Peptide Therapeutics saw its shares jump 47.5p to 289p after Medeva said it was spending pounds 3m taking a 2.5 per cent stake in the Cambridge- based group at 340p a share and transferring to it a portfolio of vaccines.
In a separate deal, Medeva is taking on the full clinical development of a "chiral" form of its methylphenidate behaviour modifying drug from Chiroscience, whose shares rose 9p to 327.5p. Medeva's shares ended 8.5p higher at 288p.
The positive news dragged up shares in British Biotech, the UK biotechnology industry's biggest group, by 21.5p to 230p, while Celsis also saw a 2p rise to 112p after announcing a new marketing alliance for its SystemSure hygiene monitoring system with Diversey, part of Unilever.
The Peptide deal will see Medeva hand over certain intellectual property rights to oral and nasal vaccine technology for a consideration of pounds 1m, with a further pounds 1m contingent on development work to be carried out by Medeva over the next two years.
One of the best short-term prospects relates to a vaccine against E coli, the bacteria which has killed 17 people in Scotland in one of the worst outbreaks ever. Clinical trials on that are likely to start next year, while phase one tests on a nasally administered flu vaccine and phase two trials of an oral typhoid vaccine are both due to begin later this year.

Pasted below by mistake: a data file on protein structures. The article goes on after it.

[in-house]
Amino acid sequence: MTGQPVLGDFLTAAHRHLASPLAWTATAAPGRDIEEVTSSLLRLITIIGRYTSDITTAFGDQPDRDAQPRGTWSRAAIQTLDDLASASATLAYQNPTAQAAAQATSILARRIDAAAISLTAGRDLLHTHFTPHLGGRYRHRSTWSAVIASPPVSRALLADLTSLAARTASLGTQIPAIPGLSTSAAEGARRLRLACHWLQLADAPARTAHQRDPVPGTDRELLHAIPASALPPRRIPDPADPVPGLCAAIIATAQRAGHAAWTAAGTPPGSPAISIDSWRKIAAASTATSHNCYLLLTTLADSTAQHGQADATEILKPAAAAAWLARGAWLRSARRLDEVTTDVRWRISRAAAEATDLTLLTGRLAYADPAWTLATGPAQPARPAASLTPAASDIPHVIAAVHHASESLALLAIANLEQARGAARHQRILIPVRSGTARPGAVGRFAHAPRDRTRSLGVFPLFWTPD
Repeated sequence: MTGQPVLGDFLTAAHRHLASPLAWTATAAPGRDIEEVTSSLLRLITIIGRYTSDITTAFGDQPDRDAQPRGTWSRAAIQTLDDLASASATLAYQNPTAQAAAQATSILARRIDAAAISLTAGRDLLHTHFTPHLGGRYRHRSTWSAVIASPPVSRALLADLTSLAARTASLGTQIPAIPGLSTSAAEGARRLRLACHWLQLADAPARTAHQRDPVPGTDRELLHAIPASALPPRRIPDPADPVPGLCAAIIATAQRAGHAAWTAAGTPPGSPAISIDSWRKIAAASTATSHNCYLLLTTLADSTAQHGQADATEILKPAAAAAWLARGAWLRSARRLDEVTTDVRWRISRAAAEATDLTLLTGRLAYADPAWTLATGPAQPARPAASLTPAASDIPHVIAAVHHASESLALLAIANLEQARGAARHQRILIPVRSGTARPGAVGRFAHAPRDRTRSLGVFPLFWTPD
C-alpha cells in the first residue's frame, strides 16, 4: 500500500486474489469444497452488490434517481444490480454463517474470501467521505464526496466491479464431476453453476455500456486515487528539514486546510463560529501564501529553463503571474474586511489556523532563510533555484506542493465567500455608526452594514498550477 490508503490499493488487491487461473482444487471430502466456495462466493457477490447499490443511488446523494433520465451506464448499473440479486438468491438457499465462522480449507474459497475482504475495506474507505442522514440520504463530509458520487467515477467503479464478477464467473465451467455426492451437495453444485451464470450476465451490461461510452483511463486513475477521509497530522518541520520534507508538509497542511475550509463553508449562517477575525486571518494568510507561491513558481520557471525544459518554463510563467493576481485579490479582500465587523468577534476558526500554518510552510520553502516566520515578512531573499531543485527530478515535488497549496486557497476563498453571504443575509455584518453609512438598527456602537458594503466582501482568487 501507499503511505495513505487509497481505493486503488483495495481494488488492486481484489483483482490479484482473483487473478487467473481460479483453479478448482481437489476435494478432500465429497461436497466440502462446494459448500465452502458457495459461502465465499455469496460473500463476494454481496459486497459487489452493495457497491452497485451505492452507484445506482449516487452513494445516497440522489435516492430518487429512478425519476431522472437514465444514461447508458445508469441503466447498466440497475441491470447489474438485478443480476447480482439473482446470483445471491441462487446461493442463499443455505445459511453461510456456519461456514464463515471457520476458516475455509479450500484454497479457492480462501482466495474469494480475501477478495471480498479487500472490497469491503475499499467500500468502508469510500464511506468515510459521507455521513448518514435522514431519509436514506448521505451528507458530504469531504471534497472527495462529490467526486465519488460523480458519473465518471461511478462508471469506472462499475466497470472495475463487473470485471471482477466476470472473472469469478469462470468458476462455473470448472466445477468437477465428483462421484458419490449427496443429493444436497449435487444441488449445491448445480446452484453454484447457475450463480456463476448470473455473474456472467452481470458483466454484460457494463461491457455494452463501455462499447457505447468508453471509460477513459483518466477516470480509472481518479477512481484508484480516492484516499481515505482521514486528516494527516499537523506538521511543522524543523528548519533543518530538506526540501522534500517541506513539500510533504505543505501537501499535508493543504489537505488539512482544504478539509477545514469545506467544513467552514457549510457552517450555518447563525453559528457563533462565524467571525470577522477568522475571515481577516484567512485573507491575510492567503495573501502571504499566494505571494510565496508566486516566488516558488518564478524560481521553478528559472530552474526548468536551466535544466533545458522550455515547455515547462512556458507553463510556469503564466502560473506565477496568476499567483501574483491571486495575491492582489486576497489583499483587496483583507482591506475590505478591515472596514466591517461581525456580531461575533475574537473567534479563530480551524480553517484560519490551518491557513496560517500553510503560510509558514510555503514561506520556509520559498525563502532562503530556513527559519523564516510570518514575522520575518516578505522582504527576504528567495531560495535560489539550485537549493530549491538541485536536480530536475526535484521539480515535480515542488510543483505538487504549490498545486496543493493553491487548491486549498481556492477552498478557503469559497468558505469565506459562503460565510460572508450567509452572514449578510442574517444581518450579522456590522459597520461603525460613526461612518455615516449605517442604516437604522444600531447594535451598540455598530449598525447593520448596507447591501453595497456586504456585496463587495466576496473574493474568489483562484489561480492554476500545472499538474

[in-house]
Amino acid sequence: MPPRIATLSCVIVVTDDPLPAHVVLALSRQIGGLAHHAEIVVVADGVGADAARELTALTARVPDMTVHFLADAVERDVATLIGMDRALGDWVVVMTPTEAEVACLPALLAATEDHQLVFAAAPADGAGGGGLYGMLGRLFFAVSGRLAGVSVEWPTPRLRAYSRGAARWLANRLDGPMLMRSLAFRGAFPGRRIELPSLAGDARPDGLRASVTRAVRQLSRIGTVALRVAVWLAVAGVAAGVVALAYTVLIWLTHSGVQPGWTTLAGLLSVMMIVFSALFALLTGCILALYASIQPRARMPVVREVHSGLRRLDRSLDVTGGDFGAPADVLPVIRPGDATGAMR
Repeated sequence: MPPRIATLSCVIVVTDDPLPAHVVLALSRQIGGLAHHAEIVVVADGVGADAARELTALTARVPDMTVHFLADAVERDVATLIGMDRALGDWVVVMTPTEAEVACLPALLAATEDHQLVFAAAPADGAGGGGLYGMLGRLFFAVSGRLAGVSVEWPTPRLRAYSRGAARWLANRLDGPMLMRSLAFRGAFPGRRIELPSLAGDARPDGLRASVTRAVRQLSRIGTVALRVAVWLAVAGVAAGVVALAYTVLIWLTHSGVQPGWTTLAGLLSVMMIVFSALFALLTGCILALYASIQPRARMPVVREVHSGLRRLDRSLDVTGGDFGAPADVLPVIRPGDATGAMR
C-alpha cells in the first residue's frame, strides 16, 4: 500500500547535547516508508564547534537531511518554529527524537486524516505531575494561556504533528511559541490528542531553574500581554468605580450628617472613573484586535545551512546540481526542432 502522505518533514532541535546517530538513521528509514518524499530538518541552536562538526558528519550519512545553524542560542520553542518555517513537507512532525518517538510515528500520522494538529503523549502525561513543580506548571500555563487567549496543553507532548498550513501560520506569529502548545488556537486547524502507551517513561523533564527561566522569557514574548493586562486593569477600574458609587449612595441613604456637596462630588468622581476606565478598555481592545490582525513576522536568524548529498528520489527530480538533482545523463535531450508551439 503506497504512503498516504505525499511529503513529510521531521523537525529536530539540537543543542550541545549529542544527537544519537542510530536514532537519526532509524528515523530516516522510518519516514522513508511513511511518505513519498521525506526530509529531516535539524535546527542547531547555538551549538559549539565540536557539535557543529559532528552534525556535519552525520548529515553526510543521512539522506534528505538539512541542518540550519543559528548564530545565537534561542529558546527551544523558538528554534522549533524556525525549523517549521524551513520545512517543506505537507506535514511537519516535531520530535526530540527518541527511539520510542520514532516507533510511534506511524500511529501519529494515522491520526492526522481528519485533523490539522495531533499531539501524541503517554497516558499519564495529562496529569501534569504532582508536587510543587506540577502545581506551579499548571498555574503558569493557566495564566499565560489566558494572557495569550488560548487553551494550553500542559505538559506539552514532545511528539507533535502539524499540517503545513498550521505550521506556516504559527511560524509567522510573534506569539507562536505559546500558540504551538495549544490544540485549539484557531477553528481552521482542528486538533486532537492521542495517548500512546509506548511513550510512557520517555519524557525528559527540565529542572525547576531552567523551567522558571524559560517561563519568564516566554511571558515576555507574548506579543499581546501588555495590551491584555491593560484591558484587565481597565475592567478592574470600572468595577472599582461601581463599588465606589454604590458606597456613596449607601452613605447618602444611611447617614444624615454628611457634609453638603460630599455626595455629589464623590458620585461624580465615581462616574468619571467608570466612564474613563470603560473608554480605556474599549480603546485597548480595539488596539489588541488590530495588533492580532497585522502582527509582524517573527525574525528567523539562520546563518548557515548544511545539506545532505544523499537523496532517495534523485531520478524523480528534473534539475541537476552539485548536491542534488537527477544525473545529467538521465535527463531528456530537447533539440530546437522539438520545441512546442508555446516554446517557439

Medeva's chief executive, Bill Bogie, said it would retain the right to commercialise the products, giving a royalty to Peptide. The market for vaccines, which was worth pounds 2.1bn in 1995, is expected to double over the next few years.
Meanwhile, analysts welcomed the methylphenidate news as underwriting the future growth prospects for the drug, which in its normal form is Medeva's main product. Chiroscience said a phase one study involving 12 healthy adults had confirmed the tolerability of the new formulation and had demonstrated dosing advantages. Medeva will now take it into commercial development, leading to a regulatory filing expected in the second half of 1999 in both Europe and the US, and will also finance the scaling up of the manufacturing process.
The success of a chiral, or more chemically pure, form of methylphenidate would allow Medeva to patent what is currently just a generic form of Ciba's Ritilin, used in the control of unruly children. Some of the possible benefits of the new drug are that it could be used at half the dose, offer fewer side effects and be more reliably effective across a greater range of people, Mr Bogie said.
Medeva also reported an encouraging response to both the latest phase three trials of its Hepagene compound as a vaccine against hepatitis B and proof of principle tests for its efficacy as a treatment for the disease.
Mr Bogie said Medeva would apply for a licence to sell the vaccine in the US and Europe in 1998 to access a market of 500,000 doses a year. It would decide by mid-year whether to move to commercial development of Hepagene in its treatment form, he added.